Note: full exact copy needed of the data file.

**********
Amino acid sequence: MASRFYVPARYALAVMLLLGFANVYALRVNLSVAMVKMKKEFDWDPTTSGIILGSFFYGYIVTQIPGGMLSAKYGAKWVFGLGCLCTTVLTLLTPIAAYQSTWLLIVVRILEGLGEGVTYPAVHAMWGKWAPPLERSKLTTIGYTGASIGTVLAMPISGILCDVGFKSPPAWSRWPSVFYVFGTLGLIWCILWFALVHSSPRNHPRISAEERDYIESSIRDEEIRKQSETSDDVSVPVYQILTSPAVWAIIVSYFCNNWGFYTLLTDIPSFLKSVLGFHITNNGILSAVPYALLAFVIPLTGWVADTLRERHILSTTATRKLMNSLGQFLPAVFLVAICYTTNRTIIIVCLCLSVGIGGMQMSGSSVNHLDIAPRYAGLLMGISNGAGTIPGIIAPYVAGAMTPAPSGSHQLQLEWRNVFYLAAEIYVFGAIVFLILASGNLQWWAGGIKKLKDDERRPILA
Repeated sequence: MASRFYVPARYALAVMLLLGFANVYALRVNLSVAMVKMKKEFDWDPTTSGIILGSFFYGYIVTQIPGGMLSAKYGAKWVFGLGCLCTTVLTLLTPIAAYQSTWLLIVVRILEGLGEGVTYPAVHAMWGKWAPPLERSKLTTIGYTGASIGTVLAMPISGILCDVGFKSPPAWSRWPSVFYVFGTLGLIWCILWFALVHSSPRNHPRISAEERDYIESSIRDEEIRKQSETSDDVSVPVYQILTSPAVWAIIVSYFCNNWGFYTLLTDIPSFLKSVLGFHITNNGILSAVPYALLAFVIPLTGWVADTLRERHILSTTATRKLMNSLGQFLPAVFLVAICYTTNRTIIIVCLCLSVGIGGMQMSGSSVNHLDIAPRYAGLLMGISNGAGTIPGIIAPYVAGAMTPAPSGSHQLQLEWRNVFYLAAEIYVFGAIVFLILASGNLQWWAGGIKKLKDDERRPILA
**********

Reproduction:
Amino acid sequence: MASRFYVPARYALAVMLLLGFANVYALRVNLSVAMVKMKKEFDWDPTTSGIILGSFFYGYIVTQIPGGMLSAKYGAKWVFGLGCLCTTVLTLLTPIAAYQSTWLLIVVRILEGLGEGVTYPAVHAMWGKWAPPLERSKLTTIGYTGASIGTVLAMPISGILCDVGFKSPPAWSRWPSVFYVFGTLGLIWCILWFALVHSSPRNHPRISAEERDYIESSIRDEEIRKQSETSDDVSVPVYQILTSPAVWAIIVSYFCNNWGFYTLLTDIPSFLKSVLGFHITNNGILSAVPYALLAFVIPLTGWVADTLRERHILSTTATRKLMNSLGQFLPAVFLVAICYTTNRTIIIVCLCLSVGIGGMQMSGSSVNHLDIAPRYAGLLMGISNGAGTIPGIIAPYVAGAMTPAPSGSHQLQLEWRNVFYLAAEIYVFGAIVFLILASGNLQWWAGGIKKLKDDERRPILA
Repeated sequence: MASRFYVPARYALAVMLLLGFANVYALRVNLSVAMVKMKKEFDWDPTTSGIILGSFFYGYIVTQIPGGMLSAKYGAKWVFGLGCLCTTVLTLLTPIAAYQSTWLLIVVRILEGLGEGVTYPAVHAMWGKWAPPLERSKLTTIGYTGASIGTVLAMPISGILCDVGFKSPPAWSRWPSVFYVFGTLGLIWCILWFALVHSSPRNHPRISAEERDYIESSIRDEEIRKQSETSDDVSVPVYQILTSPAVWAIIVSYFCNNWGFYTLLTDIPSFLKSVLGFHITNNGILSAVPYALLAFVIPLTGWVADTLRERHILSTTATRKLMNSLGQFLPAVFLVAICYTTNRTIIIVCLCLSVGIGGMQMSGSSVNHLDIAPRYAGLLMGISNGAGTIPGIIAPYVAGAMTPAPSGSHQLQLEWRNVFYLAAEIYVFGAIVFLILASGNLQWWAGGIKKLKDDERRPILA